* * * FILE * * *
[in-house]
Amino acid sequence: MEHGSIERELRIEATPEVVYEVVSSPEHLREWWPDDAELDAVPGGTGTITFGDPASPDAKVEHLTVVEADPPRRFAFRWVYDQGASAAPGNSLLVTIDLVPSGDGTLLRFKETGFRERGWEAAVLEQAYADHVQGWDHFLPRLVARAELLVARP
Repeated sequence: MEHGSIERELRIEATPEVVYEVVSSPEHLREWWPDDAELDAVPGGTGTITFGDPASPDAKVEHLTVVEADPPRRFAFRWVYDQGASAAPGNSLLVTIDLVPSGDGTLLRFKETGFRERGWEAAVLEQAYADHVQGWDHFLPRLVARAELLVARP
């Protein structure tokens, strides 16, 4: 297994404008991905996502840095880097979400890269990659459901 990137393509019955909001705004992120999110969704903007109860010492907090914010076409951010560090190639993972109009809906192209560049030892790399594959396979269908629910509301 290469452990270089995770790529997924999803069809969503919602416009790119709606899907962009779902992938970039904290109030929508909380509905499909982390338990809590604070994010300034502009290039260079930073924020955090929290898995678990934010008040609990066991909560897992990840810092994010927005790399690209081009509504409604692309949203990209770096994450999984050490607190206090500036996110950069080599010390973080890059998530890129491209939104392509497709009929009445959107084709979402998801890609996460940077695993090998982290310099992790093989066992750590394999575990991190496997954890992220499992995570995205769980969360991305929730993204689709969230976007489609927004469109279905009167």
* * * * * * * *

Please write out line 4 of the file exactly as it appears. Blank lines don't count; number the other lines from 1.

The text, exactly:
């Protein structure tokens, strides 16, 4: 297994404008991905996502840095880097979400890269990659459901 990137393509019955909001705004992120999110969704903007109860010492907090914010076409951010560090190639993972109009809906192209560049030892790399594959396979269908629910509301 290469452990270089995770790529997924999803069809969503919602416009790119709606899907962009779902992938970039904290109030929508909380509905499909982390338990809590604070994010300034502009290039260079930073924020955090929290898995678990934010008040609990066991909560897992990840810092994010927005790399690209081009509504409604692309949203990209770096994450999984050490607190206090500036996110950069080599010390973080890059998530890129491209939104392509497709009929009445959107084709979402998801890609996460940077695993090998982290310099992790093989066992750590394999575990991190496997954890992220499992995570995205769980969360991305929730993204689709969230976007489609927004469109279905009167």